It’s hard enough to be pregnant when all is well, but it’s even harder now that there is the coronavirus pandemic. Not only do you have to worry about getting infected yourself, but you are also worried about your unborn baby, and whether or not you can infect them with the virus.
The United Kingdom is the latest country to include expectant mothers in their list of vulnerable people, who are at high risk of infection. They have advised all pregnant women to practice proper hygiene, avoid crowded places, and generally distance themselves from people.
Now, the biggest challenge the world is facing concerning the COVID-19 disease is the lack of proper information. Viruses, such as HIV, have been around for many years, which has given scientists time to properly research them. They have come up with some factual information that is valuable to anyone who is infected or not.
However, that is not the case with the coronavirus. The fact that you cannot infect your unborn baby with HIV is very good news. But now that we have a new virus, we have yet to receive information from the scientists on its impact on the unborn babies.
So, in this review, we set out to do a bit of research on the coronavirus and pregnancy. Unfortunately, we did not find out much, because research is still ongoing. Nonetheless, we will give you the basic information that will help you with your pregnancy journey.
Does Being Pregnant Put You At A Higher Risk Of Contracting The Virus?
Unfortunately, we do not know yet. Experts are still unaware of the impact of pregnancy on the virus. Coronavirus is still new, and there haven’t been any published scientific reports, yet, on whether or not pregnancy causes one to become high risk. However, the Center for Disease Control and Prevention, or CDC, pointed out that because pregnant women have a weaker immune system, they may be more susceptible to viral infections, and this includes COVID-19.
What Precautions Should You Take As A Pregnant Woman?
The CDC has recommended that the general public, which includes all pregnant women, should take all the preventative measures issued by health officials, regardless of pregnancy or not. This includes regularly washing your hands with soap and water, getting a flu vaccine, avoiding touching your face, staying at home to avoid crowded places, and avoiding close contact with people who are sick.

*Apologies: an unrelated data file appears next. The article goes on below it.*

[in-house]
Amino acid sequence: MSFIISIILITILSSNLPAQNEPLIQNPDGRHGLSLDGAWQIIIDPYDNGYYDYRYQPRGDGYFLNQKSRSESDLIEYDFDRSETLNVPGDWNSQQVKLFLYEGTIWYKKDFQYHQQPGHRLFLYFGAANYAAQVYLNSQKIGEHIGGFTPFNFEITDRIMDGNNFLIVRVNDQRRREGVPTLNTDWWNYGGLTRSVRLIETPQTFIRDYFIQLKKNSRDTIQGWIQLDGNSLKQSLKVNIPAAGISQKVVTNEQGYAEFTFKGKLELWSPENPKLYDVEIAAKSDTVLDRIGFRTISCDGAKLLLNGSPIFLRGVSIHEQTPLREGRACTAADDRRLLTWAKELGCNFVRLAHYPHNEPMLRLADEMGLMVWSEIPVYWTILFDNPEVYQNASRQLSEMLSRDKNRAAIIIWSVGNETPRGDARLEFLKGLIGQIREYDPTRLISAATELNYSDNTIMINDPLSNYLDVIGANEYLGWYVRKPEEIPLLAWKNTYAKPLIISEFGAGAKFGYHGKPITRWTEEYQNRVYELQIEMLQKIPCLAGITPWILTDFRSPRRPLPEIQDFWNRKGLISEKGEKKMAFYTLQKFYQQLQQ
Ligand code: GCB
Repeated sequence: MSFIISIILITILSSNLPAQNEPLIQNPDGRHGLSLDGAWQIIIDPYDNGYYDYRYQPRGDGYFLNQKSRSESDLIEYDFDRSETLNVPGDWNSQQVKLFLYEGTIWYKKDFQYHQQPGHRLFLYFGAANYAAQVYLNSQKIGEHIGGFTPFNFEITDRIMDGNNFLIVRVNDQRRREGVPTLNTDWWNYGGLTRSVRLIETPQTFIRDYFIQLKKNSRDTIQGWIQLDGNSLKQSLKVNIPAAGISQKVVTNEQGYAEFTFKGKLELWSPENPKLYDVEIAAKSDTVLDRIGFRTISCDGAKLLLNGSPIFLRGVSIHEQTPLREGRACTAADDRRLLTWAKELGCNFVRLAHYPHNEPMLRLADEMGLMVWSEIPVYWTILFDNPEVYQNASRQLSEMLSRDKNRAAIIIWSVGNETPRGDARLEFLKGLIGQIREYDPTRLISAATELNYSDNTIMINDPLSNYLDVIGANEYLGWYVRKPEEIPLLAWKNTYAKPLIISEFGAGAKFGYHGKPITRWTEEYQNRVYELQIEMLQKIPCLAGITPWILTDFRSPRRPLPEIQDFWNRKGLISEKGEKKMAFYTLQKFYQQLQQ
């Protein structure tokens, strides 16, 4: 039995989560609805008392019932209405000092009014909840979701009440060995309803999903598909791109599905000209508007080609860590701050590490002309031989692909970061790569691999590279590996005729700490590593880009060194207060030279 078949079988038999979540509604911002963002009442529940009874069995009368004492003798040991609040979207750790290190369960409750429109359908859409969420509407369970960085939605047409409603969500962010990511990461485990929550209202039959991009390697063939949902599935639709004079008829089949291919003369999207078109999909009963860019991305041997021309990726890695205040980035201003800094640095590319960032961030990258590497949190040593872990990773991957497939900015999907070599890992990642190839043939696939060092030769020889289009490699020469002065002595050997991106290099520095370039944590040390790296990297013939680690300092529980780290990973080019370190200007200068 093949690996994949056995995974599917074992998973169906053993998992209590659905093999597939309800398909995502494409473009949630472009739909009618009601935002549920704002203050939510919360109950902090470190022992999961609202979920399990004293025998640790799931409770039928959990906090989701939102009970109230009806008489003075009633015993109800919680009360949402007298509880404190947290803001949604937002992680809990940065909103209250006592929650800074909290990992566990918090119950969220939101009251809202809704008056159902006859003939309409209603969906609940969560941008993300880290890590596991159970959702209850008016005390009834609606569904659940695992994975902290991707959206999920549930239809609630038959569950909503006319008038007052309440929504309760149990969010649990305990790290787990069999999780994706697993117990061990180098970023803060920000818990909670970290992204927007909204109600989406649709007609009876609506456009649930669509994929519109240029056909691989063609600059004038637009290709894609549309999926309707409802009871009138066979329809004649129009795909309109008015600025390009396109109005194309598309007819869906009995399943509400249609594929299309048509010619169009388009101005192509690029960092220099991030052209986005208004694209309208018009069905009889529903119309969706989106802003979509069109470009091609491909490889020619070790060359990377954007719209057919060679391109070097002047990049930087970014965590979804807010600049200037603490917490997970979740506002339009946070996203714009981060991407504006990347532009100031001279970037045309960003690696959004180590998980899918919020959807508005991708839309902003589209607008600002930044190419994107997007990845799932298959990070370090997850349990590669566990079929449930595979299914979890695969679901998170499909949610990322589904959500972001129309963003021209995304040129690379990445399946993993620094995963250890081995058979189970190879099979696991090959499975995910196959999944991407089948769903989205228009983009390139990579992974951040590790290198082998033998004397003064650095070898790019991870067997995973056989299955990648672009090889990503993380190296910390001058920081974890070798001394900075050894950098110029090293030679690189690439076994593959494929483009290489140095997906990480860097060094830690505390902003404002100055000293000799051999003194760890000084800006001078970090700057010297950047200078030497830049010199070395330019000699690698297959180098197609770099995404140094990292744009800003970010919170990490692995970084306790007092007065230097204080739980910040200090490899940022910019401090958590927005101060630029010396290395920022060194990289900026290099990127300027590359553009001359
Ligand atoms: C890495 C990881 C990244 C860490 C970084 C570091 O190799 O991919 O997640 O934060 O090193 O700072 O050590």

Should You Travel As A Pregnant Woman?
Currently, there is no guidance on traveling and pregnancy in regards to the spread of the coronavirus. But, because this virus is spread from person to person, traveling at this time is not advisable, whether you are pregnant or not. However, if you have to go for a checkup, this is acceptable, provided you take all the necessary precautions while doing so. Also, if you can call your doctor and avoid a hospital visit altogether, that is most ideal.
Can You Transfer It To Your Baby?
This is the most common question among pregnant women. Unfortunately, this question cannot be answered at the moment. As we have already pointed out, the virus is still under research, and not much is known at this time. Recently, however, there have been some cases of women who are infected with coronavirus giving birth to children who are not infected. This means there is a likelihood of non-infection between mother and baby, but we cannot say for sure until scientific research shows this clearly.
Should You Wear A Face Mask If You Are Pregnant?
Well, this one we can answer for sure. The answer is no. Not unless you are infected with the virus.
The CDC does not recommend a healthy person to wear a face mask. Doctors warn that putting it on, and taking it off could expose you more to the virus. This is because it will mostly stick to your hands and your face. If you are sick, however, wearing a mask ensures that you do not infect anyone else around you, especially when you sneeze.
Can You Breastfeed If You Have Coronavirus?
If you have just given birth and have been diagnosed with coronavirus, please speak to your health care provider before breastfeeding your newborn. While the CDC doesn’t yet have official guidance towards this, it is advisable to exercise caution. Although it hasn’t been well researched to identify the risks, if any, of breastfeeding.
They have, however, issued the following directives; wash your hands before touching your baby, and if you are sick, wear a face mask at all times when interacting with your baby. You should also ensure to clean your hands thoroughly before touching the breast pump and have someone who isn’t sick feed the baby.
Not much is known about the new coronavirus, but with time, some of these answers will have scientific proof. Unfortunately, your worries may not be fully eliminated at this point, but we advise that you follow the health and hygiene practices that have been advised for everyone, whether pregnant or not.